A lot of the ideas came from Led Zeppelin – dual male/female vocals and using mandolins (“Battle of Evermore”), fantasy storytelling through songwriting… that whole album was a huge influence.
From the classical & folk side, there aren’t many notable acts aside from perhaps Tri Yann, the Bothy band, the Chieftains, Carlos Nunez, then maybe Vanessa Mae and Nicolo Paganini on the classical side. The best thing about folk music is hearing how different groups play the standards – you never just play what’s written, and it’s the interpretation that gives the tunes so much variation!
Describe your music. What makes you unique?
If there’s another metal band in the UK with a Hurdy Gurdy player, we certainly haven’t found them!
Our style of metal is probably more like you’d find in France or Germany, but it’s difficult using the term “folk metal” as we don’t have costumes or facepaint, nor do we sing about Vikings or drinking – which is often what the term conjures up. Folk metal is actually a fairly wide genre, as Nordic/battle/Slavic/Celtic/Japanese/Viking/pirate bands will sound completely different from each other.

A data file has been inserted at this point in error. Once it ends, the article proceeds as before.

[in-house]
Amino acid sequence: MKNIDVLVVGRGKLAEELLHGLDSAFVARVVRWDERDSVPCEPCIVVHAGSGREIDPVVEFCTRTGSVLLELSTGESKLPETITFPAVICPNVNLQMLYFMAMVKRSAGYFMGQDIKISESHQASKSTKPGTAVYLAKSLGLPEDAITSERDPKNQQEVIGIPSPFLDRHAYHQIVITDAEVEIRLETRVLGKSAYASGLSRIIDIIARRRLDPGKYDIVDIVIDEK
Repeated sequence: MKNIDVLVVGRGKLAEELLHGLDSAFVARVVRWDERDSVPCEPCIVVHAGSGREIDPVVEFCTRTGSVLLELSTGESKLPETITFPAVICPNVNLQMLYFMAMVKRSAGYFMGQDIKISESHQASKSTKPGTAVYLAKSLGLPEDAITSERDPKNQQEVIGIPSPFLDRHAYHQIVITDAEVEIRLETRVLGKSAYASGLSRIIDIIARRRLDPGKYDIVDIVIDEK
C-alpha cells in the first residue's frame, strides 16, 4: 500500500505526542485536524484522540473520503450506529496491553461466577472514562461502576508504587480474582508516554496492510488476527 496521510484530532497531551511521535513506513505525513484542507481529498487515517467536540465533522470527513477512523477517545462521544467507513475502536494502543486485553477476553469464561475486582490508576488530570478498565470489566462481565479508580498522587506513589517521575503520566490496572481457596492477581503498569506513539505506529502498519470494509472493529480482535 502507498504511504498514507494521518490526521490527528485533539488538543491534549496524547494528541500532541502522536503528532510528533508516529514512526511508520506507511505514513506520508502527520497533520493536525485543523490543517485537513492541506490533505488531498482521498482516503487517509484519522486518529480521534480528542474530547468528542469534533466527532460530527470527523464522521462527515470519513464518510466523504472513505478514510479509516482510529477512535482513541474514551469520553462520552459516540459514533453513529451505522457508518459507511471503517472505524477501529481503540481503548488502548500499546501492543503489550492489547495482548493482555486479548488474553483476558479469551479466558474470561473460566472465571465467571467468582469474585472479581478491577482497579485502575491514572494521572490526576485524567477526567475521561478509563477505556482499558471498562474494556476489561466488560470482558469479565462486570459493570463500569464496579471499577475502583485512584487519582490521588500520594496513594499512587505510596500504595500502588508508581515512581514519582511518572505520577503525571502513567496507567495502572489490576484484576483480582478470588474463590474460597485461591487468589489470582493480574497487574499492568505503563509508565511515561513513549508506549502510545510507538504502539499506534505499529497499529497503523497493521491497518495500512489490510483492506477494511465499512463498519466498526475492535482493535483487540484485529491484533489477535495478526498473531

We like to think our songs are strong enough without the folk melodies and instruments – they’re just the icing on a seriously heavy cake!
What’s your live show like – why should the baying hordes troop over to the stage you’re playing on to watch you?
You mean aside from the obviously novelty factor? Seeing Olli switch between bagpipes, flutes, whistles and the Bouzouki while simultaneously doing vocals is an accident waiting to happen!
But what makes us really unique is the stage show – even looking past the violins, bagpipes, etc., we don’t take ourselves too seriously and we have a lot of fun – with ourselves and with the audience.
Too many bands try too hard at “stuff which isn’t the music” – trying to make a political or social statement, trying to project a certain image or sentiment… Although we use almost entirely harsh vocals and seriously heavy riffs, we try to bring what Folk music is all about – meeting new people, playing great music and having fun – we just do it to technical drumming and serious riffage.